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Showing posts from 2015

It’s Giving Tuesday! A Goal Finally Reached After 20 Years… A Time for Change

Giving Tuesday is a time to show support for favorite causes and charities. Most people who know me know that I’m a vocal advocate of veterans and people with disabilities. As a veteran with disabilities, related causes and charities are something I support unabashedly whether it’s the Wounded Warrior Project (www.woundedwarriorproject.org) or Special Olympics (www.specialolympics.org). 



My daughter Sapphire has Downs, so it’s another reason that giving back, supporting related causes and charities for people with disabilities, is so important to me personally and my family. One of my daughter's favorite causes is Day of Champions. She's participated in every Day of Champions from the first to the most recent one, the 13th, in May 2015 and my family has been there as well. This year the Kiwanis Club stepped in to help and provide assistance, making the event an even better one for the nearly 600 kids with special needs who participated.


Another cause that I support are books …

From the Incubator to the Crib: When Joy Turns to Heart-Wrenching Sorrow and Sorrow Gives Way to Acceptance

Raising a child with disabilities requires patience, compassion, understanding. The difficult circumstances made my wife and I question having other children. Still, when my wife got pregnant unexpectedly, we saw it as a blessing and a joyful surprise. Even more joyful was later news that everything with the pregnancy was proceeding normally.

A normal pregnancy is a term doctors use, as opposed to an abnormal pregnancy. This time, all it took for me to fall in love with our child, was an ultrasound picture taken at about six months, showing our child’s beautiful face and cute, little fingers. Until that picture, I had doubts about whether this really would be a normal pregnancy for my wife and our child. I wished it to be, but that doesn’t make it so.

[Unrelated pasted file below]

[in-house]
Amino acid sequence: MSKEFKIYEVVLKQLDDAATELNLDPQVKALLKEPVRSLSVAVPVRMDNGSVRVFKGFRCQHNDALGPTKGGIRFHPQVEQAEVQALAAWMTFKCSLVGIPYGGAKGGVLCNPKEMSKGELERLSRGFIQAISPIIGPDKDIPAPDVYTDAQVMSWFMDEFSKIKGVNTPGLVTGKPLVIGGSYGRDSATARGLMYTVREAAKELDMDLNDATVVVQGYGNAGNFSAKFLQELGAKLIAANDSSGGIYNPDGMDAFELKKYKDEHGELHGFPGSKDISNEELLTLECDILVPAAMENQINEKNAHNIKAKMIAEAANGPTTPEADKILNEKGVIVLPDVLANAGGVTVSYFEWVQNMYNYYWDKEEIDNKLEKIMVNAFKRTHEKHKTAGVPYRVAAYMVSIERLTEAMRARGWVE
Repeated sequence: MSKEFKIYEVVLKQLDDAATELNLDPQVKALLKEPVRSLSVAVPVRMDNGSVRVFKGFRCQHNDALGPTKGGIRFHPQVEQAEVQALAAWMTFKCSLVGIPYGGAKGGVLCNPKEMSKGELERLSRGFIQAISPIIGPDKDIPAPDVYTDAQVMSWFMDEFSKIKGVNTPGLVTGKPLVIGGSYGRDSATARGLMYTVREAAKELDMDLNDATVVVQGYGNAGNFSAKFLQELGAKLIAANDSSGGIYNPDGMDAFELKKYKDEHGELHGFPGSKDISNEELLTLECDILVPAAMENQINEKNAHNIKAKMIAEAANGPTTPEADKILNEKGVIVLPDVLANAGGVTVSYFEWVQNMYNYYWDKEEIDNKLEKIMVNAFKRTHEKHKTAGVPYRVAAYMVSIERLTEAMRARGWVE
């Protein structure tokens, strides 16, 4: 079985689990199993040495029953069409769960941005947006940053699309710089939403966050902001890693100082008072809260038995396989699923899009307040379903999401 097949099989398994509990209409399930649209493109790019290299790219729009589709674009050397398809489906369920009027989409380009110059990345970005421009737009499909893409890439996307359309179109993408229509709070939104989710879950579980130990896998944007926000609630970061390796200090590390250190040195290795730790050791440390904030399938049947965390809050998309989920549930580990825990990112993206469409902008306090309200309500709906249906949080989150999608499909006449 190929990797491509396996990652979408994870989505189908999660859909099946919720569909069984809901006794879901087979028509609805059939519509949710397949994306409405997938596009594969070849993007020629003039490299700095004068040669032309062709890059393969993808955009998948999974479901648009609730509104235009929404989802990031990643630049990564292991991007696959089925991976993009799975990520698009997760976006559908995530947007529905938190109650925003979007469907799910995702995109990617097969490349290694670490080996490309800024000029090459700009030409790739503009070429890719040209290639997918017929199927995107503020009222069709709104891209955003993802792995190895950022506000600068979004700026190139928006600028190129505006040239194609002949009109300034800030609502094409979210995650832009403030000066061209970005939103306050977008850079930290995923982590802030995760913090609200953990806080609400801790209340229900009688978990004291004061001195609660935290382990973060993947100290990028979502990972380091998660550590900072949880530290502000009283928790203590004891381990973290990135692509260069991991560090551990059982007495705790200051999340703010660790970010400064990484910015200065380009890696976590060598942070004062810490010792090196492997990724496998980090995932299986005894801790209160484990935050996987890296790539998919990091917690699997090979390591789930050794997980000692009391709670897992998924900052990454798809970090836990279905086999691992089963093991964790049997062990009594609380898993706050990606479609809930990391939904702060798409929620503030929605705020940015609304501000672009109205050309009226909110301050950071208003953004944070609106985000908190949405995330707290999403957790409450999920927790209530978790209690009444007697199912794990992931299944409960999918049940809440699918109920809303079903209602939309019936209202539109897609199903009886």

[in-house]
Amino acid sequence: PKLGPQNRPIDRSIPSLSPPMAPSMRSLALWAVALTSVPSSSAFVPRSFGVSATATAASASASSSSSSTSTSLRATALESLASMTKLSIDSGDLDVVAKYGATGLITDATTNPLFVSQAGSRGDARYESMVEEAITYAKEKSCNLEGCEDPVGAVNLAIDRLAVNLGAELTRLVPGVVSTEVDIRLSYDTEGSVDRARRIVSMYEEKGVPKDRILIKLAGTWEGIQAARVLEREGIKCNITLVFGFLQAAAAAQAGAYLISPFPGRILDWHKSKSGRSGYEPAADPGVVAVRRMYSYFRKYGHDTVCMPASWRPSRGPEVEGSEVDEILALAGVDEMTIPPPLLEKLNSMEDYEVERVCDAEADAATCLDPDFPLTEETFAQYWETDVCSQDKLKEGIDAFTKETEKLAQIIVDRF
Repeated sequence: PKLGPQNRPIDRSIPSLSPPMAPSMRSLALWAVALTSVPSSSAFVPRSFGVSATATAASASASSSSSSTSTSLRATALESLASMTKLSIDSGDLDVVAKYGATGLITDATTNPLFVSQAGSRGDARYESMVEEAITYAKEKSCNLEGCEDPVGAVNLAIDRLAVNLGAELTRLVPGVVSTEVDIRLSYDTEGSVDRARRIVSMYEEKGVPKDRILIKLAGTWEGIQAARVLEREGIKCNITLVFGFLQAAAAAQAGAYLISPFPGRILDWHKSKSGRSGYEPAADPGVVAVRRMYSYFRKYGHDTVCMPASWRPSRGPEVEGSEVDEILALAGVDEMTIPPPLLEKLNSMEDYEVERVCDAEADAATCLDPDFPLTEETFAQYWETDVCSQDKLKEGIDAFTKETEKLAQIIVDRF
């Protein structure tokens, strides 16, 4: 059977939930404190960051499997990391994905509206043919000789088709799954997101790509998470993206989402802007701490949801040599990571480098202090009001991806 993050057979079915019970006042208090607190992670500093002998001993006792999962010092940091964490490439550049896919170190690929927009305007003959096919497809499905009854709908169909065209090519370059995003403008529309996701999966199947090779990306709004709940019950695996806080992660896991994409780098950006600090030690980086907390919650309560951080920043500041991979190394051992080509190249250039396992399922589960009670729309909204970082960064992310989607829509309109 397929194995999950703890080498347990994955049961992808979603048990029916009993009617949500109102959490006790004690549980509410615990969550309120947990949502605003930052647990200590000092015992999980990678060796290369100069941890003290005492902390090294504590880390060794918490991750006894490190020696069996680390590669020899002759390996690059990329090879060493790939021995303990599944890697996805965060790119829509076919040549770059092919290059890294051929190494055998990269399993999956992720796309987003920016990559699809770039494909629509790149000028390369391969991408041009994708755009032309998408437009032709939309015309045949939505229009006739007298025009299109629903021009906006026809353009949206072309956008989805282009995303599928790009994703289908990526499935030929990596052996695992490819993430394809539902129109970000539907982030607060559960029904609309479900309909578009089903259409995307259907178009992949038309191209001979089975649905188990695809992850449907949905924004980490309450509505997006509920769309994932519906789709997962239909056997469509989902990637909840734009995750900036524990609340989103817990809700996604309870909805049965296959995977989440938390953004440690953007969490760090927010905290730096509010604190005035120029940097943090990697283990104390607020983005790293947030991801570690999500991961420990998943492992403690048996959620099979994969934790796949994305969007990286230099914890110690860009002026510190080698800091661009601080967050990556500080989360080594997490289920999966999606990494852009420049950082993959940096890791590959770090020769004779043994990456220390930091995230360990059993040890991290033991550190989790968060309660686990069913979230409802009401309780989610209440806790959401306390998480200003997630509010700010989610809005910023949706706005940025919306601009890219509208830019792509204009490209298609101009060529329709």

I could tell my wife was just as relieved as I was and we seemed to be in the home stretch, until everything went terribly wrong. My wife was rushed to the hospital in preterm labor. The doctors did what they could and gave her medicatio…

Raising a Child with Disabilities: How Love, Compassion and Understanding Can Conquer Tragedy

After the birth of my son, Will, my wife had another difficult pregnancy. The medical recommendation was an abortion, or how the doctors put it: “A premature ending of the pregnancy using a surgical dilation and curettage.” That was the day my wife and I learned our child had genetic defects that could bring lifelong problems including congenital heart problems. That was the day my wife and I chose life instead of death and asked the doctors to stitch her uterus so she could try to carry our child to term.

NOTE: This post is a follow up to Tragedy, Hope and New Beginnings, which discusses the effects of toxins and poisons military members and their families are exposed to.

The doctors told us if we did this there would need to be more testing, other procedures, and that we likely would still lose our child. The doctors told us of a life of medical expenses, hospital visits, and likely more surgeries. My wife and I allowed the procedures that would ensure our child’s health but we never…